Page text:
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Corporate sector can generate strong profits in 2011


Standard Life Investments predicts that the corporate sector can generate strong profits in 2011, supporting sustainable yield opportunities in various asset classes and markets.

In the latest edition of Global Perspective, the fund manager argues that although investors will continue to focus on a number of major risks into 2011, such as the future of the Euro, inflationary pressures in emerging markets or further quantitative easing, the high and sustained cash flow which companies can still generate in this environment should underpin an improvement in investor confidence.

Andrew Milligan, head of global strategy, Standard Life Investments, says: “Our house view continues to favour ‘sustainable yield’ as the investment theme for asset allocation. Although growth momentum in the global economy is weak by historical standards, hence we expect interest rates lower for even longer, strong corporate cash flow means investors can still find many income and yield opportunities across a mix of credit, equity and property markets.”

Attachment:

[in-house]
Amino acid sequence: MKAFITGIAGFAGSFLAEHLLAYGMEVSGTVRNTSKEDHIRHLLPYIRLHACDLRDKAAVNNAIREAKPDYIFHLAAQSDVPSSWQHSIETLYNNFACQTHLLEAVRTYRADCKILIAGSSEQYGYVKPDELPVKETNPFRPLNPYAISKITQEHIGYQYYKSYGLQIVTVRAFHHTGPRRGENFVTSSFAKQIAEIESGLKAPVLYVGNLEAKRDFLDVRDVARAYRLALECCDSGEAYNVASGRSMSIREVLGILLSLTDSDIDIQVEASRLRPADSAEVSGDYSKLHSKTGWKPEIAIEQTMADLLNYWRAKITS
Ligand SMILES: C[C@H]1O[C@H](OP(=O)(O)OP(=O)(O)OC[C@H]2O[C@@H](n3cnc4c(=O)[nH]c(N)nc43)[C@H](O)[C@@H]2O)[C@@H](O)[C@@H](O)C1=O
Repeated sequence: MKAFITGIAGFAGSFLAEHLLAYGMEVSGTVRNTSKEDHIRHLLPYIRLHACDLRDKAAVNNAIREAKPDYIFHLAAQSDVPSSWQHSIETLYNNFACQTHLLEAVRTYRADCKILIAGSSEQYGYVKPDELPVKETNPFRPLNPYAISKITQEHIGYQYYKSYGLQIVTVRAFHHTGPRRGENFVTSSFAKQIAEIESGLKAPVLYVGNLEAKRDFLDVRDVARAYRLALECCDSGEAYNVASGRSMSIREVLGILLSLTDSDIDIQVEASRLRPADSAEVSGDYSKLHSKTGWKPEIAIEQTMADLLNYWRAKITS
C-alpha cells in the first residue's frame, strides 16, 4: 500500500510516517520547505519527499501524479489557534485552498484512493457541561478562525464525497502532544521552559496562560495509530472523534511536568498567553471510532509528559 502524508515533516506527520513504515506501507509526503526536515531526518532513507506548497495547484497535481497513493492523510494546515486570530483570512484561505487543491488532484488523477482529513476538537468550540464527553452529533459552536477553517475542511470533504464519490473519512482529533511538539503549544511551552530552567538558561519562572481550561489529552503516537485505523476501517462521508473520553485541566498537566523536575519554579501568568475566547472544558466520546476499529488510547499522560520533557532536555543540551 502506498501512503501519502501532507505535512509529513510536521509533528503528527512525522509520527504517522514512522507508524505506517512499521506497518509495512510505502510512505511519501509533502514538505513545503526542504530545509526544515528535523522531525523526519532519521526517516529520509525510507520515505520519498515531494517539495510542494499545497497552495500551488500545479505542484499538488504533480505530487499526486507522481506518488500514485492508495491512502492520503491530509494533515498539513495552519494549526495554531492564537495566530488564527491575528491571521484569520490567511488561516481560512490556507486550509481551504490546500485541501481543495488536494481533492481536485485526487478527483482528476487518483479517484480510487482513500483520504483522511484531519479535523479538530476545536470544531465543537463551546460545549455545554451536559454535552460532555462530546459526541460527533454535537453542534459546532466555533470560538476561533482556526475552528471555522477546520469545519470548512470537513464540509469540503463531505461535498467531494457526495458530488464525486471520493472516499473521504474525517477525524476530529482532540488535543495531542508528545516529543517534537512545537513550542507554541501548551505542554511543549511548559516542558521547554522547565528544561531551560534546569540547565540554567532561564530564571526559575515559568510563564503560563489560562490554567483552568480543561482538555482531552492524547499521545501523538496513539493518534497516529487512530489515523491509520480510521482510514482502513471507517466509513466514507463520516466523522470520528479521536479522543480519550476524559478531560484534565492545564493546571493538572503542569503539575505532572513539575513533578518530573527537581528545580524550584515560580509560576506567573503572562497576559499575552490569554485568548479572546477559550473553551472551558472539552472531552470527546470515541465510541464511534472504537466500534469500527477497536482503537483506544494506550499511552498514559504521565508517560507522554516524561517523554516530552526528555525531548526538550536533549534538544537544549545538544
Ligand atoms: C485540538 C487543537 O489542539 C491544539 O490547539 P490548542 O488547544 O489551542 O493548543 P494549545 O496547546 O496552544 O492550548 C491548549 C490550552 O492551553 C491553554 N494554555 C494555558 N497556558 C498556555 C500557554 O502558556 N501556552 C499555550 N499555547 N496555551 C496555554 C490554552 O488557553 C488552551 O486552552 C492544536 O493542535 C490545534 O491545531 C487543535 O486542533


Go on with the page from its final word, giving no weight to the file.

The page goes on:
However, Milligan says there are a number of highly complex issues facing policy makers which could result in even more turbulence in financial markets in 2011 than that seen in 2010.

The main tensions come from the high levels of debt, public and private, and the lengthy process of de-leveraging being seen.

A considerable adjustment has already taken place in the household sector, as higher savings ratios demonstrate. A major risk would be a further employment or income shock, say from a spike in oil prices.

“Governments look to be the critical source of tension in 2011. A stark debate is taking place between the need for fiscal austerity to demonstrate credibility to markets and the need for stimulatory policy, fiscal and especially monetary, to boost growth. All in all, the ability of the world economy to cope with these pressures is very dependent on continued corporate cash flows underpinning strengthening demand from the business sector into the real economy,” says Milligan.

“Although investor confidence will wax and wane periodically, over the year it should improve as more investors recognise that the economic recovery does have momentum and the corporate sector remains in good shape.”

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